Are Hot Cross Buns only a South African Easter tradition?

2019-04-18 05:30
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Some believe they drive evil spirits away, while others just eat them because they are ridiculously delicious...

But where did the Hot Cross Bun originate from and for what reason? 

Is it only a South African thing? Do we own this tradition of eating these sweet, spiced buns (with or without raisins) over Easter? 

Nope.  

RECIPE: Don't like Hot Cross Buns? Try making this Easter skillet cookie 

The United Kingdom, Ireland, Australia, India, Canada, some parts of the US, New Zealand and South Africa have this pleasure. 

Here are there you'll find another country that has adopted this tradition, but these are the main countries and cultures that eat these regularly, during Easter time. 

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And now, in some places they are available all year round. You'll see this is South Africa too, as many retailers sell them throughout the year. In England, they sometimes go on sale as early as New Year's Day.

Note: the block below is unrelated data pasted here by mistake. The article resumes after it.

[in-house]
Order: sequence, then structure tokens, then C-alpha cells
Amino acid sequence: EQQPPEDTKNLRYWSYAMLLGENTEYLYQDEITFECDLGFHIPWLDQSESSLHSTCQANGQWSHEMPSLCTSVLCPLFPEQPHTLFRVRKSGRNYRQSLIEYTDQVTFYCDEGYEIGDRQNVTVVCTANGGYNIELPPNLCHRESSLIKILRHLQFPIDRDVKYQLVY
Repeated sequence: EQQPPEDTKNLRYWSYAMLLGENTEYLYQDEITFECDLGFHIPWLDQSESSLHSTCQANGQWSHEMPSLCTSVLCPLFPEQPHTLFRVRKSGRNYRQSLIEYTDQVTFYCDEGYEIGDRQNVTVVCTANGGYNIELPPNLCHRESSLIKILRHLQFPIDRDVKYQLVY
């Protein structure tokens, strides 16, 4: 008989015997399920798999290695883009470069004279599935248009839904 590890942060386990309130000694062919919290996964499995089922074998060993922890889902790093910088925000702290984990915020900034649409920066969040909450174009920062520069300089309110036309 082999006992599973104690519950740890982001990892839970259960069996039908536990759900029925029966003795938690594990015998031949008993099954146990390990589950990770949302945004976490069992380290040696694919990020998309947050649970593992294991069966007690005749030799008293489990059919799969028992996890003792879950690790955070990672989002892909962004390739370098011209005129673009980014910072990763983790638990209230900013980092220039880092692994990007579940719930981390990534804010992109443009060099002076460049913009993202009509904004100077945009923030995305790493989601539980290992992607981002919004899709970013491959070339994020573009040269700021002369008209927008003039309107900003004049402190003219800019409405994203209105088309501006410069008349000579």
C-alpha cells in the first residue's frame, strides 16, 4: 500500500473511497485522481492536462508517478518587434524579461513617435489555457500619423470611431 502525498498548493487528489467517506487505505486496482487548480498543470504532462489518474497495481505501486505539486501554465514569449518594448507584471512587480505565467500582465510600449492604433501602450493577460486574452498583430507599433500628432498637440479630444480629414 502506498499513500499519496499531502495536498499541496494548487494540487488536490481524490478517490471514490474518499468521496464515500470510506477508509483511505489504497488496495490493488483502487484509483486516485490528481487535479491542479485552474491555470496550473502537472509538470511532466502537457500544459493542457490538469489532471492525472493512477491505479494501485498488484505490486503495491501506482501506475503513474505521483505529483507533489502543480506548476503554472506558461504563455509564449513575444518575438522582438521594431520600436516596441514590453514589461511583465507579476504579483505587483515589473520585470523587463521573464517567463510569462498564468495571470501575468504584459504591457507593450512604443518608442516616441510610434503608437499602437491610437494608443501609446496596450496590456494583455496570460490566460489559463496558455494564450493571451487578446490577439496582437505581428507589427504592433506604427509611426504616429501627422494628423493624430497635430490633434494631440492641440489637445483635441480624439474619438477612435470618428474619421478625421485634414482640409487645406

And the humble sweet bun has gone through quite a few transformations over the years, now even being sold gluten-free, with toffee filling or dotted with chocolate chips, and more. 

Urban legend has it that the first one was made by a 14th Century monk in England. First dubbed the 'Alban Bun' he handed buns out to the local poor on Good Friday back in 1361.

The cross represents the crucifixion of Jesus while the sweet and spicy bun honours the embalming of Jesus' body. However, some have believed that these buns ward off evil spirits, while the Irish used to believe eating a Hot Cross Bun together with a chum, cemented a friendship, says Smithsonian.com.

WATCH: Easter foods and how they differ around the world

Queen Elizabeth I even believed it had medicinal powers, and only allowed people to consumer these powerful buns on special occasions: Good Friday, Christmas or at funerals.  

Can't claim this one, sorry Saffas. 

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